The place "Patagonia" is emblazoned in the minds of many who love the outdoors, yet the specifics are more of a mystery. Even the borders are not strictly defined—the region encompasses the large cone-shaped landmass at the southern end of South America shared between Chile and Argentina. Rough boundaries are Argentina’s Neuquén province in the north and Chile’s Cape Horn on the Tierra del Fuego Archipelago in the south.

This area contains some of the most impressive and rugged terrain on earth. The Andean Cordillera runs the length of Patagonia and creates a constantly changing backdrop of jagged peaks. The Southern Patagonia Ice Fields, the world’s third-largest frozen landmass after Antarctica and Greenland, feed a complex system of glaciers, milky blue lakes lined with icebergs, and powerful rivers. Southern Patagonia is wind-whipped and extreme; northern Patagonia is more temperate and lush with volcanoes and monkey puzzle trees.

It’s true that Patagonia isn’t quite as as far-flung as it once was. Torres del Paine National Park in Chile and the Perito Moreno glacier in Argentina, in particular, have seen steady increases in tourism. Upscale hotels and good restaurants are more commonplace than ever before. But Patagonia has retained a far-off frontier feel, and the places most people visit represent only a tiny fraction of all that there is to explore. Below are the prime areas of interest for those traveling to Patagonia, along with valuable trip planning information that is tough to come by for the region.

Torres del Paine, Patagonia

Torres del Paine

Torres del Paine (pronounced PIE-nay) National Park in southern Chile is the crown jewel of Patagonia. Rising high is the Cordillera del Paine, one of the world’s most dramatic mountain ranges, including the famed rock formations...
Perito Moreno Patagonia

El Calafate and Perito Moreno

The town of El Calafate is the hub for the mammoth Perito Moreno glacier, one of Patagonia’s most impressive sites. Located 80 kilometers west of town, the terminal face...
 Los Glaciares Patagonia

El Chaltén and Los Glaciares

El Chaltén is a dusty climbing town with a contagious outdoor vibe. The self-proclaimed “trekking capital of Argentina” sprang up in the 1980’s for political purposes but is now supported entirely by outdoor tourism. Towering above...
Ushuaia, Argentina

Ushuaia, Argentina

Ushuaia, located at the southern reaches of Argentina on the island of Tierra del Fuego, often is referred to as, "The End of the World." It’s arguably the world’s southernmost city (the small Chilean settlement of Puerto Williams...
Patagonia National Park

Patagonia National Park

The new Patagonia National Park in southern Chile’s XI (Aysen) region is scheduled to officially open in 2015 (you are welcome to visit now but the park is still under construction). This one-of-a-kind project led by Conservacion...
 Lake District Patagonia

Patagonia's Lake District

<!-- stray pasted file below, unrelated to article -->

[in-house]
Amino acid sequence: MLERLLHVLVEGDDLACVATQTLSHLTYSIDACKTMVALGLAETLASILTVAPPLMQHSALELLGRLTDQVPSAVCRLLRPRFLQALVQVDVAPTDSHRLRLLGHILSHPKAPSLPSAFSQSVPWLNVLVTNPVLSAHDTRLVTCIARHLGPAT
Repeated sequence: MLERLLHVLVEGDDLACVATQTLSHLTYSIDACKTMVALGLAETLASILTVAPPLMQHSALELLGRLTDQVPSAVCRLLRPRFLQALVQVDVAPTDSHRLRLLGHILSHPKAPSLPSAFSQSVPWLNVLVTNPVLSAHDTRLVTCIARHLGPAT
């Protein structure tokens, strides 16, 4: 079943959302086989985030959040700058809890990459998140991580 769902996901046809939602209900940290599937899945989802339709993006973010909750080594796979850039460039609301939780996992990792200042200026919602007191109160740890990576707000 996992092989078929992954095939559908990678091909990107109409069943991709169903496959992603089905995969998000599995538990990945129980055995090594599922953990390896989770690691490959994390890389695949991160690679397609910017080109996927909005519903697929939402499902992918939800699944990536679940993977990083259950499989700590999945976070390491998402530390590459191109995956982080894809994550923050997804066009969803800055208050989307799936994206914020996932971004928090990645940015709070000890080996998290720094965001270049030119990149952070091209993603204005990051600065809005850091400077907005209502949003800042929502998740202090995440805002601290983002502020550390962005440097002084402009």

Northern Patagonia is home to the Lake District, a region encompassing parts of both Chile and Argentina with a high concentration of ancient forests, blue lakes, volcanoes, and picturesque alpine villages. Compared to the windswept...
Ruta 40, Patagonia

Ruta 40, Patagonia

Argentina’s legendary Ruta 40, also known as RN 40 or Route 40, is one of the world’s great driving adventures, running parallel to the Andes Mountains for nearly 5,000 km from La Quiaca in the north down to Cabo Virgenes...
Antarctica

Antarctica: Photos from the Frozen Continent

Switchback Travel has not yet been to Antarctica, but we have been organizing information, talking with people who have, and keeping an eye out for good leads. With perfect timing..
Torres del Paine W Circuit

"W" Circuit in Torres del Paine

The "W" Circuit in Torres del Paine is Patagonia’s most famous trek and often gets mentioned among the world’s top trails. Over the course of 4 to 6 days—depending on your specific route and hiking speed—the 60-plus kilometer "W" makes its way...
Torres del Paine O Circuit

"O" Circuit in Torres del Paine

The Torres del Paine "O" Circuit (6–10 days) is the full loop around the Cordillera del Paine—the "W" plus the more remote backside that gets fewer trekkers. All told, the total distance of the...
Torres del Paine Park

How to Get to Torres del Paine

Torres del Paine National Park is located in southern Chile five hours north of Punta Arenas, the closest airport (Puerto Natales has a small airport but flights there are virtually non-existent). Below is the relevant information on...
Cochamo Journals Part 1

The Cochamó Journals Part I

I had the dream again last night.  The dream is always the same—some details change here and there, different faces emerge and fade, lines of travel crisscross and follow different plans or lack thereof—but the dream is always...
Cochamo Chile climbers

The Cochamó Journals Part II

There is a short squat bird I know well who frequents the “Bivy Boulder” in Cochamó Valley’s Anfiteatro. While his latin name escapes me, I refer to him fondly as the "Work Work Work" bird.  His call sounds eerily similar...
Cochamó, Chile sunset

The Cochamó Journals Part III

When it rains in Cochamó, it rains long and hard. Now, it is raining. It has been raining, it is raining, it will continue to rain. The Cochamó season is finally over. And well enough, after a stellar February with fantastic weather, my body needs a...